Creature Meadow

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Thank you for the tips guys!
It sounds like removing the turf, is when there is turf worth removing. There is nothing in that dip of any significance. I will get to it!
When planting seed remember to water, water and water....

Grass seed will be in top inch of soil so it will dry out quickly and when it sprouts do the same. While grass is young and tender treat it like a baby.

Once up 4 to 6 inches maybe use sharp blades and cut it.
 
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forky

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What works well here when seeding new areas is to buy a bag of oats from the feed mill for prolly $5 for a 50lb bag. It does not have to be seed oats....they work well mixed with the grass seed for a quick sprout and shade for the slower grass seed.....once it is cut it is done, but valuable for helping start the expensive grass seed.
 
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Motion

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Until you have established good growth stay off of it with mowers especially the ones with high lift blades, weed eat the high cowlicks so it don't look so bad.
Sometimes f you have a steep slope you may need to use degradable erosion control matting and staples.
Another thing I like to do is keep a stash at least one load of red, brown, and black dirt, sand and mulch. You'll find as you continue to embellish your property there will low spots./divots from settlement, old tree roots, etc., trees to be planted, holes from various animals, ruts in your road or you dog who decided to make concave hole to lay in. Sometimes I need a full front end bucket, maybe a 5 gallon bucket or the wife just needs a flower pot full. I hate having to go buy little bags and pay out the wazoo for it.
 
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Russell King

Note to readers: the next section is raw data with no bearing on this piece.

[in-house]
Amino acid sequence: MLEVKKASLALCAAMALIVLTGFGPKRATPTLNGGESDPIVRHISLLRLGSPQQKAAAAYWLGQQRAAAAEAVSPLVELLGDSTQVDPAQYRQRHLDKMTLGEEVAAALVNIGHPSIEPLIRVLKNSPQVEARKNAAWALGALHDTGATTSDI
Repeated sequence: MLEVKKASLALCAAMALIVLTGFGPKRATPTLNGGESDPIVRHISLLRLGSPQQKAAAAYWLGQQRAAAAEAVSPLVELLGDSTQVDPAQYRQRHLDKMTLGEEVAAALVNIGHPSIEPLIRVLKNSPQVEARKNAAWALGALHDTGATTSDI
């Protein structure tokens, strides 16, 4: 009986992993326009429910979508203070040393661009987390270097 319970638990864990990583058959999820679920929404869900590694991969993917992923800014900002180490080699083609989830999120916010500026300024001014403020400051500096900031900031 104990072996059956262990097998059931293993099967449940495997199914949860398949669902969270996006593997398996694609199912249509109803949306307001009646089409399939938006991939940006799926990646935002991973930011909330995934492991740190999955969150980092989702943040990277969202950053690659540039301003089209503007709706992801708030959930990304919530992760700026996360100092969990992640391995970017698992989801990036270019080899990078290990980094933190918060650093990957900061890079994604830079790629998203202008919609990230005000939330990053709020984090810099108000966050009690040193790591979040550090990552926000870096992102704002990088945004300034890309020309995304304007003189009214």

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If you put too much dirt over vegetation it will be in a low oxygen condition and won’t compost but will turn into an ammonia (I think) rich rotten mess and kill the soil biology and plants on surface. I think that depth is around 6 or more inches. I suggest you remove the existing “grass” before adding much (at one time) dirt on top to avoid that problem.
 
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Newaterman

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If you put too much dirt over vegetation it will be in a low oxygen condition and won’t compost but will turn into an ammonia (I think) rich rotten mess and kill the soil biology and plants on surface. I think that depth is around 6 or more inches. I suggest you remove the existing “grass” before adding much (at one time) dirt on top to avoid that problem.
but if I want to put down gravel once leveled that should certainly help keep the weeds down right?
 
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Justasquid

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Probably a little late to the discussion, but if you haven’t done the work already, I would do what crash has suggested. The main reason being if this is a place for your dog to play, trying to have new seed sprout and take hold will take all of a month or more. Any disturbance by anything, such as your dog, will leave just a big bare dirt spot. If you can just drop the old 4-5 inches of material back on top another filling, you can just water and your dog can still cross it without Causing much damage and you can still have that area to use. In a few weeks, it wont even look like you did anything.

Not only that, spring time is great for things to grow, including weeds and and anything else that is in the dirt you are going to bring in. If you can wait, fall is the better time to plant areas since weeds are much less likely to take over.
 
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Russell King

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but if I want to put down gravel once leveled that should certainly help keep the weeds down right?
It depends on how clean the gravel is and how deep it is. Weeds will grow through the gravel from below and seeds from above will sprout. You can pull or spray herbicide drag the gravel but you will get weeds in gravel. They are easily managed.